Casablanca - It has become a worldwide tendency today, that in immediate aftermath of a terrorist attack, Muslim scholars, public speakers, and even common Muslims begin to apologetically condemn these attacks and attempt to discharge Islam of its accusations.
Casablanca – It has become a worldwide tendency today, that in immediate aftermath of a terrorist attack, Muslim scholars, public speakers, and even common Muslims begin to apologetically condemn these attacks and attempt to discharge Islam of its accusations.
On the other hand, the industry of terrorism experts booms and the self-proclaimed terror-experts begin appearing more frequently on political platforms and publishing more articles to make up for the slow months. As many have pointed out, these so-called terrorism experts, like Mark A. Gabriel, whose book is subject to my analysis in this article series, exploit the state of fear and make simplistic conflations between terrorism and the teachings of Islam. The result is an atmosphere of tension, between the frightened West on one side and the alienated Muslim world on the other.
“Islam and Terrorism” and its author, Mark A. Gabriel, are perfect illustrations of this trend. The book, which had its second edition released this November, contains five sections and twenty-four chapters. It promises the reader an investigative immersion into the Islamic faith to unearth the sources of radicalism from within. All it delivers, however, is a simplistic and anecdotal explanation that does not invoke the multidisciplinary approach that these contemporary studies necessitate. It bypasses the psychological and socioeconomic urges of jihadists, as well as the particularities behind their interpretation of Islamic text, that many deem pivotal, to claim that the one and only origin of terrorism is Islam. It is to no avail, claims the author, to attempt making any distinction between moderate and extremist Muslims since violence is inherent in Islam. “Personally” Gabriel states “I preferred to focus on the peaceful side of Islam, but I was unable to ignore the violent side I saw in the Quran and Islamic history.”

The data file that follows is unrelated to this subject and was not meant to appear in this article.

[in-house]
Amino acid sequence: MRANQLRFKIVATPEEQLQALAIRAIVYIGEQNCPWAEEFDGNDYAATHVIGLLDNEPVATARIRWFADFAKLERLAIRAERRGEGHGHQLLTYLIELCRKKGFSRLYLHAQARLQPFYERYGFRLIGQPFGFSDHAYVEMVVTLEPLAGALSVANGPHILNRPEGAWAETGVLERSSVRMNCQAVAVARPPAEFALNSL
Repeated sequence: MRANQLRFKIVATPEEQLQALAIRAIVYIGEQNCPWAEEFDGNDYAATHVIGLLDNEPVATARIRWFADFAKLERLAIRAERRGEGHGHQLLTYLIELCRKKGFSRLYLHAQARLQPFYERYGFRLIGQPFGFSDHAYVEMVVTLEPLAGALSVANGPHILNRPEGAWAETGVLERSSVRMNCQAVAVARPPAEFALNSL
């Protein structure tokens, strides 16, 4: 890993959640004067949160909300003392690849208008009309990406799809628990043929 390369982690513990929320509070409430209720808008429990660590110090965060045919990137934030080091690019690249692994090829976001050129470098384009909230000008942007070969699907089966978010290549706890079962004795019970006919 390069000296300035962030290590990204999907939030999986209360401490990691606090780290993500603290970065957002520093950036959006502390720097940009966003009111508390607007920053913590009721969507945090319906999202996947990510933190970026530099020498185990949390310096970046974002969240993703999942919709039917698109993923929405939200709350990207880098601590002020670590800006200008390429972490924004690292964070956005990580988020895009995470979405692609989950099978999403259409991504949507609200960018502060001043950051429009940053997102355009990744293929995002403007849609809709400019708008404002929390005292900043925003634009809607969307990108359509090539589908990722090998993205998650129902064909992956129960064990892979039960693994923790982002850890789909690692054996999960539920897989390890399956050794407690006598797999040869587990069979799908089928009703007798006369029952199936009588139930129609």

The fervent absolutism with which the author speaks demonstrates that he is a prisoner of the same moral objectivism that exhorts the extremists to demonize the different other. As I will show in this article series, the book is both an idiocy and danger bible. In other words, had it not been for the danger it represents, doing nothing would have been a more beneficial thing to do than to lose oneself in the loathsome idiocy contained in this book.
Mark A. Gabriel, formerly Mustapha, is a former Azhar University professor who converted to Christianity in 1992. He was born to a “conservative Muslim household in Egypt [and] started memorizing the Quran at the age of five and finished when [he] was twelve years old.” Gabriel has stirred controversy in the Muslim with his Islamophobic books. He has also been accused of charlatanism since he has not provided his previous Egyptian last name for the public in order to verify his stories. People question whether he really was a former professor of Islamic History at the University of Azhar, for instance.